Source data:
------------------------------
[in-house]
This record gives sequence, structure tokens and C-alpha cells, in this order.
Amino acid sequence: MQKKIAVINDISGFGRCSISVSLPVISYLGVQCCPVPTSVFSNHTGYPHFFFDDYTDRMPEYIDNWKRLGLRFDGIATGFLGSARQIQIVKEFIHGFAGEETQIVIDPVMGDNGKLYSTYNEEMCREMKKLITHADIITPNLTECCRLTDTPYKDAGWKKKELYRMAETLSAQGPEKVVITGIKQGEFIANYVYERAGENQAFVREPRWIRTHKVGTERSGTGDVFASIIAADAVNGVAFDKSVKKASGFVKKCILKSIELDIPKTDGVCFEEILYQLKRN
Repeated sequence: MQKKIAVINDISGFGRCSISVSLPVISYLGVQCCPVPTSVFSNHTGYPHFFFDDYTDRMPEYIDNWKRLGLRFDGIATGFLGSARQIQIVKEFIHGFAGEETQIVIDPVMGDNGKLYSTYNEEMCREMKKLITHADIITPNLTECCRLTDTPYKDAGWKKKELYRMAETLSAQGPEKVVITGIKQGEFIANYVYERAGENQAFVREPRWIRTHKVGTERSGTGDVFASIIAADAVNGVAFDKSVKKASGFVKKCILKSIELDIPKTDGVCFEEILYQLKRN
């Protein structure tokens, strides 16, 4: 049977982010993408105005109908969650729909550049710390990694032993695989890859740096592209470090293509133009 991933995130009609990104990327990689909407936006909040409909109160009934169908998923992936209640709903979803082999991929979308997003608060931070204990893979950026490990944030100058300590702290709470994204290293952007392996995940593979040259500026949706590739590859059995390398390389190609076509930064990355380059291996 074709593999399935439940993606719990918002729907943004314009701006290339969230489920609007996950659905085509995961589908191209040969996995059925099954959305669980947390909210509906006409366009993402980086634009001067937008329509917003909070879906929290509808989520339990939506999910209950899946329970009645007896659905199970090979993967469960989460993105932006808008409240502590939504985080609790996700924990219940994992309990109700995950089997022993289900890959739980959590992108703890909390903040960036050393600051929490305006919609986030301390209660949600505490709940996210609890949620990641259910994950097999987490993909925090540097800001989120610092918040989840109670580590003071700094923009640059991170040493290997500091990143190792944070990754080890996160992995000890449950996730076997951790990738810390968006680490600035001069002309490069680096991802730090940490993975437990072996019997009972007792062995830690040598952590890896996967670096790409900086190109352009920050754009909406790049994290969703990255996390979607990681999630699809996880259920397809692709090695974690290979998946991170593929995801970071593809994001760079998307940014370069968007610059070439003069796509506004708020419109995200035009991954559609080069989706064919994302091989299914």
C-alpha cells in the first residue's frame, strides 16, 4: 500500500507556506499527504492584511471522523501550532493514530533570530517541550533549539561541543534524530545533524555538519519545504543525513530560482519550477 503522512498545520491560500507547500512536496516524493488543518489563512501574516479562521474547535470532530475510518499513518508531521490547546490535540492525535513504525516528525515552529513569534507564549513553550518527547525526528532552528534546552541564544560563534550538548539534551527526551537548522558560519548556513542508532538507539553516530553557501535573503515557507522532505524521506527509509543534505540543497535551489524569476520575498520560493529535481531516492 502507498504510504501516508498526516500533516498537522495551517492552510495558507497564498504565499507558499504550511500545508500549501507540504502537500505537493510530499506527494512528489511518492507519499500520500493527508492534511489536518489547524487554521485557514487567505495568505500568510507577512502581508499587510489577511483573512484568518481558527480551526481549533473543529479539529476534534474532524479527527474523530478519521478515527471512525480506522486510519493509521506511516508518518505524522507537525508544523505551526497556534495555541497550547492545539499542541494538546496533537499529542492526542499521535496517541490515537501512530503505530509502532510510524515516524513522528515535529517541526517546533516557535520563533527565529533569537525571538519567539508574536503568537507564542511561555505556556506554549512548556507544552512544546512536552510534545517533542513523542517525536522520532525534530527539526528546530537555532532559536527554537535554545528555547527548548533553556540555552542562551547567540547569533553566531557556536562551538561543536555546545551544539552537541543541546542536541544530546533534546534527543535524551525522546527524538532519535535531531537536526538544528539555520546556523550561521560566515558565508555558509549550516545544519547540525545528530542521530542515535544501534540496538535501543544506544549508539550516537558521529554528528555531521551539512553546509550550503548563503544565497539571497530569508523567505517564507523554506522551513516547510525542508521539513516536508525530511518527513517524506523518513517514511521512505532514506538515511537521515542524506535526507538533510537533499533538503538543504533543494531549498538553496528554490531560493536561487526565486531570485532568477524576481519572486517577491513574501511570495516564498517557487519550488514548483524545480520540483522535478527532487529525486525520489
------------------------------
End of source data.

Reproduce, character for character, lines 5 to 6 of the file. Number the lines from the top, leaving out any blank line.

């Protein structure tokens, strides 16, 4: 049977982010993408105005109908969650729909550049710390990694032993695989890859740096592209470090293509133009 991933995130009609990104990327990689909407936006909040409909109160009934169908998923992936209640709903979803082999991929979308997003608060931070204990893979950026490990944030100058300590702290709470994204290293952007392996995940593979040259500026949706590739590859059995390398390389190609076509930064990355380059291996 074709593999399935439940993606719990918002729907943004314009701006290339969230489920609007996950659905085509995961589908191209040969996995059925099954959305669980947390909210509906006409366009993402980086634009001067937008329509917003909070879906929290509808989520339990939506999910209950899946329970009645007896659905199970090979993967469960989460993105932006808008409240502590939504985080609790996700924990219940994992309990109700995950089997022993289900890959739980959590992108703890909390903040960036050393600051929490305006919609986030301390209660949600505490709940996210609890949620990641259910994950097999987490993909925090540097800001989120610092918040989840109670580590003071700094923009640059991170040493290997500091990143190792944070990754080890996160992995000890449950996730076997951790990738810390968006680490600035001069002309490069680096991802730090940490993975437990072996019997009972007792062995830690040598952590890896996967670096790409900086190109352009920050754009909406790049994290969703990255996390979607990681999630699809996880259920397809692709090695974690290979998946991170593929995801970071593809994001760079998307940014370069968007610059070439003069796509506004708020419109995200035009991954559609080069989706064919994302091989299914």
C-alpha cells in the first residue's frame, strides 16, 4: 500500500507556506499527504492584511471522523501550532493514530533570530517541550533549539561541543534524530545533524555538519519545504543525513530560482519550477 503522512498545520491560500507547500512536496516524493488543518489563512501574516479562521474547535470532530475510518499513518508531521490547546490535540492525535513504525516528525515552529513569534507564549513553550518527547525526528532552528534546552541564544560563534550538548539534551527526551537548522558560519548556513542508532538507539553516530553557501535573503515557507522532505524521506527509509543534505540543497535551489524569476520575498520560493529535481531516492 502507498504510504501516508498526516500533516498537522495551517492552510495558507497564498504565499507558499504550511500545508500549501507540504502537500505537493510530499506527494512528489511518492507519499500520500493527508492534511489536518489547524487554521485557514487567505495568505500568510507577512502581508499587510489577511483573512484568518481558527480551526481549533473543529479539529476534534474532524479527527474523530478519521478515527471512525480506522486510519493509521506511516508518518505524522507537525508544523505551526497556534495555541497550547492545539499542541494538546496533537499529542492526542499521535496517541490515537501512530503505530509502532510510524515516524513522528515535529517541526517546533516557535520563533527565529533569537525571538519567539508574536503568537507564542511561555505556556506554549512548556507544552512544546512536552510534545517533542513523542517525536522520532525534530527539526528546530537555532532559536527554537535554545528555547527548548533553556540555552542562551547567540547569533553566531557556536562551538561543536555546545551544539552537541543541546542536541544530546533534546534527543535524551525522546527524538532519535535531531537536526538544528539555520546556523550561521560566515558565508555558509549550516545544519547540525545528530542521530542515535544501534540496538535501543544506544549508539550516537558521529554528528555531521551539512553546509550550503548563503544565497539571497530569508523567505517564507523554506522551513516547510525542508521539513516536508525530511518527513517524506523518513517514511521512505532514506538515511537521515542524506535526507538533510537533499533538503538543504533543494531549498538553496528554490531560493536561487526565486531570485532568477524576481519572486517577491513574501511570495516564498517557487519550488514548483524545480520540483522535478527532487529525486525520489